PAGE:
Jesus said these things, and lifting up his eyes to heaven he said, “Father, the hour has come! Glorify your Son, in order that your Son may glorify you—just as you have given him authority over all flesh, in order that he would give eternal life to them—everyone whom you have given him. Now this is eternal life: that they know you, the only true God, and Jesus Christ, whom you have sent. I have glorified you on earth by completing the work that you have given me to do. And now, Father, you glorify me at your side with the glory that I had at your side before the world existed.John 17:1-5 | Lexham English Bible
I included much more of John 17 because I find it especially helpful for interpreting John 6. John 17 brings together the theme of “Jesus’ hour” and “God’s giving of people to Jesus.”
Again, some read the verses in John 17 and say, “See, the text says “in order that he would give eternal life to them–everyone whom [God has] given him. God chooses who will have eternal life.”
Again, let the text interpret the text.
Who has God given to Jesus? The text literally says “just as you have given him authority over all flesh, in order that he would give eternal life to them.” (emphasis mine)
God has given everyone, all flesh, to Jesus. This is not a reference to the elect. It is a reference to “all flesh”. And Jesus has given eternal life to “all flesh.” Whether they accept it in faith, or not, is a different story, but it has been given. He is eternal life, the bread of life, and he has given himself to the world, all flesh.
Now, back to my original point with respect to John 6.
Why would God not allow some to come to Jesus, especially Judas? The hour of his death had not come.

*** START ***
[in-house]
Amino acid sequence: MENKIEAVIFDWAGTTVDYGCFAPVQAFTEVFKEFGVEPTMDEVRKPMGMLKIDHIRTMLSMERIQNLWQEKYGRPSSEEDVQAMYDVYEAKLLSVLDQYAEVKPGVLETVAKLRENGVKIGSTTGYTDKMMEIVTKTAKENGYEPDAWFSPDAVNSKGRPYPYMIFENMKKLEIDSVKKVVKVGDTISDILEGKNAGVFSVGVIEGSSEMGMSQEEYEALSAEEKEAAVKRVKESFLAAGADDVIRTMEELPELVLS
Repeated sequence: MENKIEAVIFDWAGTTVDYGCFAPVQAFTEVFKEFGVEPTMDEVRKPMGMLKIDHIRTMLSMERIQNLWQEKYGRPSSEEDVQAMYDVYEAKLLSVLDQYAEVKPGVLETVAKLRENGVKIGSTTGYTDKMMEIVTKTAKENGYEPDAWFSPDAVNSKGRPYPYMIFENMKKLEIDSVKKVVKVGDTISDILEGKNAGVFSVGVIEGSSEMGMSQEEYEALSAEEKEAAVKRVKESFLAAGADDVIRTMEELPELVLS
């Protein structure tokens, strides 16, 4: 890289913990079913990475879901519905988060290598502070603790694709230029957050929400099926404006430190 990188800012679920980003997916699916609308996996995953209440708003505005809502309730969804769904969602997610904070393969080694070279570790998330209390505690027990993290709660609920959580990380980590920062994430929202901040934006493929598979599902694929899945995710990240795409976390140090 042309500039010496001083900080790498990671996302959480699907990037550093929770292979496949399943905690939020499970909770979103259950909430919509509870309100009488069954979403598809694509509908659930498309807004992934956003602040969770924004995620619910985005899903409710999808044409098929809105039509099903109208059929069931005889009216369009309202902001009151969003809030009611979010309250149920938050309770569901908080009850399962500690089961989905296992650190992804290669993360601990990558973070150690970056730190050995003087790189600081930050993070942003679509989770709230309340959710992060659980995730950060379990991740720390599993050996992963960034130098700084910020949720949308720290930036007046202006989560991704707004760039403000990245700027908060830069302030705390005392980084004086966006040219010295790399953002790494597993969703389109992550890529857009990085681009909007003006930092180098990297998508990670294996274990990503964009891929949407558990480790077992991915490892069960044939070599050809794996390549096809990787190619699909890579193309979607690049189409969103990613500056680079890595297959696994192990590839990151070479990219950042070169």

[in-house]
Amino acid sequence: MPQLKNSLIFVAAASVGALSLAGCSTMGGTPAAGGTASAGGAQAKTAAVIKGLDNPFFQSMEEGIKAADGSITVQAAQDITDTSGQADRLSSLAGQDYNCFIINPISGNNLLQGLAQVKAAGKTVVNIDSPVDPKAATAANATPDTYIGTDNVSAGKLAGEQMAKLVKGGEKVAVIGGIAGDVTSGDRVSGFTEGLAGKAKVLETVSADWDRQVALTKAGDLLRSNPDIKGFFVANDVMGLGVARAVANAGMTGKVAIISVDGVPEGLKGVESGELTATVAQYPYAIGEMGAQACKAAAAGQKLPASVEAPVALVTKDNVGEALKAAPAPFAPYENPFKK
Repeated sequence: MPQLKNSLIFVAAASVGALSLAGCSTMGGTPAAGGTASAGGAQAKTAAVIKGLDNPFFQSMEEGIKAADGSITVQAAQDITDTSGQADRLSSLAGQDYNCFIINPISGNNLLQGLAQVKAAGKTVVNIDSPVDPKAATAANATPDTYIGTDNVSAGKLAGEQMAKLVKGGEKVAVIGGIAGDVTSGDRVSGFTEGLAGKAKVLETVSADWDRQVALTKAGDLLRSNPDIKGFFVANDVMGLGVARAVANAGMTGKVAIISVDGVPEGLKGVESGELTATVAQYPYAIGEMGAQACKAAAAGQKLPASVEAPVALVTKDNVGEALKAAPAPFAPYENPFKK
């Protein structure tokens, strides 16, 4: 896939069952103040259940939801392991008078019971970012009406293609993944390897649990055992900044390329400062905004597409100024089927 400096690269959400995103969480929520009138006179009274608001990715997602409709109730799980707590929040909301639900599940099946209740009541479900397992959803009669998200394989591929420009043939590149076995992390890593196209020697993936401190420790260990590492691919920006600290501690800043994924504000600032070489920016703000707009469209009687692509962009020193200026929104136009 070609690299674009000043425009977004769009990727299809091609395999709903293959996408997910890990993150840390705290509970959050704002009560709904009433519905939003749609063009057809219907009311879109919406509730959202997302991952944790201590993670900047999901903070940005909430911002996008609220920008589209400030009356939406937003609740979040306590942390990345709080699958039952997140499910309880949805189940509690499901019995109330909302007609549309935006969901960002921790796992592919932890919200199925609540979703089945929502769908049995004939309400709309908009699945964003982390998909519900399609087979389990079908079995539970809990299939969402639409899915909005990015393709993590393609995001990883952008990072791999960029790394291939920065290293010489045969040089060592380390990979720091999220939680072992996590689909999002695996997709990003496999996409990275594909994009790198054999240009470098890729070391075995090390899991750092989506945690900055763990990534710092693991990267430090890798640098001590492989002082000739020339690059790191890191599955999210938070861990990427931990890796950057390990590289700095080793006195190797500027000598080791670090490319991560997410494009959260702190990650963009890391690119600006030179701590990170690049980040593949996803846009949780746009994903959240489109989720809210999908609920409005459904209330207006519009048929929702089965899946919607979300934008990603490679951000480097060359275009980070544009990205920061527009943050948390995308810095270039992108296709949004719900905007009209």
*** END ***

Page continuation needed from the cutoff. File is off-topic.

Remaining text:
Earlier in John 6 we read this:
Then Jesus, because he knew that they were about to come and seize him in order to make him king, withdrew again up the mountain by himself alone.John 6:15 | Lexham English Bible
Obviously, many people were misunderstanding what Jesus’ purpose was. If they had been allowed to come to Jesus, they would have attempted to make him king, which was not why he came. He came for “his hour.” He came for a cross, not a crown.
They had to be prevented.
Likewise, considering Jesus’ purpose in coming (the Cross), someone had to betray him and turn him over to be crucified. This was Judas, and it was done in accordance with the Scriptures (John 17:12).
For a temporary period of time, people were prevented from “coming to Jesus” so as to fulfill the purpose of Jesus coming into the world: Jesus getting to the cross and dying for the world’s sins.
In John 6, Jesus is specifically speaking to his disciples. When he says that not all of them have believed, and that is why he pointed out that God must grant them to come to him, we are told that Judas, or the one who would betray him, is specifically in mind.
There is no indication from the text that Jesus is teaching unconditional election, or effectual calling.
To further bolster this point, it should be pointed out that the word “draw” in John 6:44 is also used in John 12:32.
And I, when I am lifted up from the earth, will draw all people to myself.” (Now he said this to indicate by what sort of death he was going to die.)John 12:32-33
So, if you think John 6:44 teaches that you must be “drawn” by God in order to believe in Jesus, and that this “drawing” is infallible, then in order to be consistent you must affirm that all people (John 12:32) have been drawn by God and since this drawing is infallible, everyone is saved (universalism).
However, there is a better option. One that is derived from the text itself and not a predetermined soteriological system.
In John 6, people were being prevented from coming to Jesus, so that God’s plan for him to get to the cross and die for the world’s sins would be fulfilled. However, after he accomplished this will, everyone would be “drawn,” or granted permission, to come to him.
This is good news for Christians. God is not drawing a select few to himself. He is drawing the whole world. He desires all to be saved, and we can take the Gospel around the world, to every individual, knowing that every individual is being drawn to the Son.